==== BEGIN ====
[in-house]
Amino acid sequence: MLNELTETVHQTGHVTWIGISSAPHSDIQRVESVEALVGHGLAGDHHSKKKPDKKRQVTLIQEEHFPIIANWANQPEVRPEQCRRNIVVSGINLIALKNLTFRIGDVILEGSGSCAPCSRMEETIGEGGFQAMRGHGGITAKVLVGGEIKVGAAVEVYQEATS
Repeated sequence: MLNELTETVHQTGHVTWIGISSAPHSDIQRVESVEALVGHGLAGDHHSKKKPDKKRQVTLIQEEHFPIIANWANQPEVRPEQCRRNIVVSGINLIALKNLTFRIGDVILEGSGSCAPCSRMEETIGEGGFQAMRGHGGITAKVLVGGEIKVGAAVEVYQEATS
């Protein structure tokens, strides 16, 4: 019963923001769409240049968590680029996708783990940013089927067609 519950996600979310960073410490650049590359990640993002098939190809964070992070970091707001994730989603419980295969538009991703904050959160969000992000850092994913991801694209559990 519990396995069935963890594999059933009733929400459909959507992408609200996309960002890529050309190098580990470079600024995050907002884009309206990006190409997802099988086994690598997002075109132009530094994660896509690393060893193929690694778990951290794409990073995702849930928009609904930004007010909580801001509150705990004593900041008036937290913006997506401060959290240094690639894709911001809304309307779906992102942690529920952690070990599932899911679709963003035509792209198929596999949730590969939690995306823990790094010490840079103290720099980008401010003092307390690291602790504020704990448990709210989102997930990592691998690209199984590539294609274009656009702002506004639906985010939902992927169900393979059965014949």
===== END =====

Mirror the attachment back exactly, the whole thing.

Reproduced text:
[in-house]
Amino acid sequence: MLNELTETVHQTGHVTWIGISSAPHSDIQRVESVEALVGHGLAGDHHSKKKPDKKRQVTLIQEEHFPIIANWANQPEVRPEQCRRNIVVSGINLIALKNLTFRIGDVILEGSGSCAPCSRMEETIGEGGFQAMRGHGGITAKVLVGGEIKVGAAVEVYQEATS
Repeated sequence: MLNELTETVHQTGHVTWIGISSAPHSDIQRVESVEALVGHGLAGDHHSKKKPDKKRQVTLIQEEHFPIIANWANQPEVRPEQCRRNIVVSGINLIALKNLTFRIGDVILEGSGSCAPCSRMEETIGEGGFQAMRGHGGITAKVLVGGEIKVGAAVEVYQEATS
């Protein structure tokens, strides 16, 4: 019963923001769409240049968590680029996708783990940013089927067609 519950996600979310960073410490650049590359990640993002098939190809964070992070970091707001994730989603419980295969538009991703904050959160969000992000850092994913991801694209559990 519990396995069935963890594999059933009733929400459909959507992408609200996309960002890529050309190098580990470079600024995050907002884009309206990006190409997802099988086994690598997002075109132009530094994660896509690393060893193929690694778990951290794409990073995702849930928009609904930004007010909580801001509150705990004593900041008036937290913006997506401060959290240094690639894709911001809304309307779906992102942690529920952690070990599932899911679709963003035509792209198929596999949730590969939690995306823990790094010490840079103290720099980008401010003092307390690291602790504020704990448990709210989102997930990592691998690209199984590539294609274009656009702002506004639906985010939902992927169900393979059965014949």